One of my favorite stories for where this kind of stupid can go happened back in the '90s. The EPA discovered that the tailings of an old mine in the Rockies somewhere had 15ppm lead, while the background lead levels in 'virgin' soil around the site was only 8ppm lead. OMG! everyone knows lead is bad, so this was obviously dangerously polluted, almost a doubling in lead levels (see how easy it is to make it sound horrible?). They declared it a Superfund site and spent hundreds of millions to dig up the tailings, truck them off, and 'dispose' of safely, however one does that. But that left an unsightly scar so they paid many more millions to truck in massive amounts of 'virgin' soil to 'restore' the site. As it happens, the soil they trucked in turned out to have a lead content of 17ppm, but that was okay, because that was 'natural'. Your tax dollars at work.

Just 1 more example of how the government watches out for us! :P

 39 
 on: September 25, 2014, 07:54:23 AM 
Started by strandman - Last post by JBrochu
One of my favorite stories for where this kind of stupid can go happened back in the '90s. The EPA discovered that the tailings of an old mine in the Rockies somewhere had 15ppm lead, while the background lead levels in 'virgin' soil around the site was only 8ppm lead. OMG! everyone knows lead is bad, so this was obviously dangerously polluted, almost a doubling in lead levels (see how easy it is to make it sound horrible?). They declared it a Superfund site and spent hundreds of millions to dig up the tailings, truck them off, and 'dispose' of safely, however one does that. But that left an unsightly scar so they paid many more millions to truck in massive amounts of 'virgin' soil to 'restore' the site. As it happens, the soil they trucked in turned out to have a lead content of 17ppm, but that was okay, because that was 'natural'. Your tax dollars at work.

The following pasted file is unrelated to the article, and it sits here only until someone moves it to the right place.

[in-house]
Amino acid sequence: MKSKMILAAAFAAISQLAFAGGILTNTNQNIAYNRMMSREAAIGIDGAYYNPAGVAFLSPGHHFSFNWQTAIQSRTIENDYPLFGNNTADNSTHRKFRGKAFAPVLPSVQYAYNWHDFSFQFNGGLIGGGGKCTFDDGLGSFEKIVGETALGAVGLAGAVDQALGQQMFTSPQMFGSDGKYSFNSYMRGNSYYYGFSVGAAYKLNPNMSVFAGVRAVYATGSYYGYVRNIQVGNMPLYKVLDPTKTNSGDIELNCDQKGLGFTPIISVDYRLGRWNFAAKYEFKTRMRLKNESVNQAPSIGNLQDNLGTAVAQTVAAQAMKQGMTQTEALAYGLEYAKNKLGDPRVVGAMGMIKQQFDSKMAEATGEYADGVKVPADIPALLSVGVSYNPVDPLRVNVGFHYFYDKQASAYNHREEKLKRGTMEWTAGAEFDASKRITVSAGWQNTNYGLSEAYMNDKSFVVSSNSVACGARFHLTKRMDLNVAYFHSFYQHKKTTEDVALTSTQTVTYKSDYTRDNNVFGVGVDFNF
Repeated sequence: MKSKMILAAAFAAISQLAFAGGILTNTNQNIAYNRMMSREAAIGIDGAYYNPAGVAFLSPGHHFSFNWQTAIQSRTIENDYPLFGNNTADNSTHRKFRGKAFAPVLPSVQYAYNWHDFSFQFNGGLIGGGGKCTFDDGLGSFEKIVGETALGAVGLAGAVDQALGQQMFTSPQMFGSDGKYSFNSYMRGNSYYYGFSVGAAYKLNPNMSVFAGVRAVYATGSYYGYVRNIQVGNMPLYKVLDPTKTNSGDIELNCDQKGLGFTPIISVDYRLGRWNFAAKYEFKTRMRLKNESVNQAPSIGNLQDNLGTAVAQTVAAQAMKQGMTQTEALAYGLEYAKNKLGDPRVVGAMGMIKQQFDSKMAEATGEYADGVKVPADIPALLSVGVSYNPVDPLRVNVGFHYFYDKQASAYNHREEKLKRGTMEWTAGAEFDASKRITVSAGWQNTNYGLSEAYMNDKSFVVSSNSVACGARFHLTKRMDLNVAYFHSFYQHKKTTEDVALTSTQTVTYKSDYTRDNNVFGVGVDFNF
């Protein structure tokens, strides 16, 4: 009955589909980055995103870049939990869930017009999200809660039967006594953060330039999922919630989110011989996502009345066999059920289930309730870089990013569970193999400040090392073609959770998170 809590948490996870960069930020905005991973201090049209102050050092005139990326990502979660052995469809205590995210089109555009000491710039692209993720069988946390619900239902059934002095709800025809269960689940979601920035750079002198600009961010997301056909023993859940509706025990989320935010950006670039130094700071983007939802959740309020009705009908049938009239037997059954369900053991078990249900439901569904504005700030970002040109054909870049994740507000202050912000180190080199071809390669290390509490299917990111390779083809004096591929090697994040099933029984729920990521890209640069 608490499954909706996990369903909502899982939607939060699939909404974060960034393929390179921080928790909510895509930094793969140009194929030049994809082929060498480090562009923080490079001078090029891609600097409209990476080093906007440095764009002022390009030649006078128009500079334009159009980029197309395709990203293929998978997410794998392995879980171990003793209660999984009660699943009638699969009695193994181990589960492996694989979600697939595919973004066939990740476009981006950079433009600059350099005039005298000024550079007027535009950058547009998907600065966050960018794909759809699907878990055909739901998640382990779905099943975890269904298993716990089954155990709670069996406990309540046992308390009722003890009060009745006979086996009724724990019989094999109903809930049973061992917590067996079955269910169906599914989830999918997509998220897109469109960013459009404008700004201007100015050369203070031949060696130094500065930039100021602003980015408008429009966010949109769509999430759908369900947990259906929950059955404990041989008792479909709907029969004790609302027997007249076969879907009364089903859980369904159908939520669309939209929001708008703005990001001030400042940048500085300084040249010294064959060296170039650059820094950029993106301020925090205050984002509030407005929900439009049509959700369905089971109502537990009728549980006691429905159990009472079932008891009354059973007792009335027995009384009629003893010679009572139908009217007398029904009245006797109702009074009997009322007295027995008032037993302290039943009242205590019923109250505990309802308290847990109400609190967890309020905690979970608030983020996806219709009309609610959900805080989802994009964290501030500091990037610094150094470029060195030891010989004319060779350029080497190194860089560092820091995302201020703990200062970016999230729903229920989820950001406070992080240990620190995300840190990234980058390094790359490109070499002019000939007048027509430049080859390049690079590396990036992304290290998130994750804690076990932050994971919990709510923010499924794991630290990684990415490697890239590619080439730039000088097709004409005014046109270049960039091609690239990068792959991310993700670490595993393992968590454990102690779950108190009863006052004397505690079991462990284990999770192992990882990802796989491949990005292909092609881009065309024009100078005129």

Citation?

 40 
 on: September 24, 2014, 09:58:35 PM 
Started by strandman - Last post by JChepes
I've tried the Hobb's brown and stout and both were good.  Nothing too overwhelming.  I got a friend the rye ipa and he enjoyed it even though not a rye fan.  They have g'knight imperial red ipa on tap by oscar blues and that makes a great fall warmer.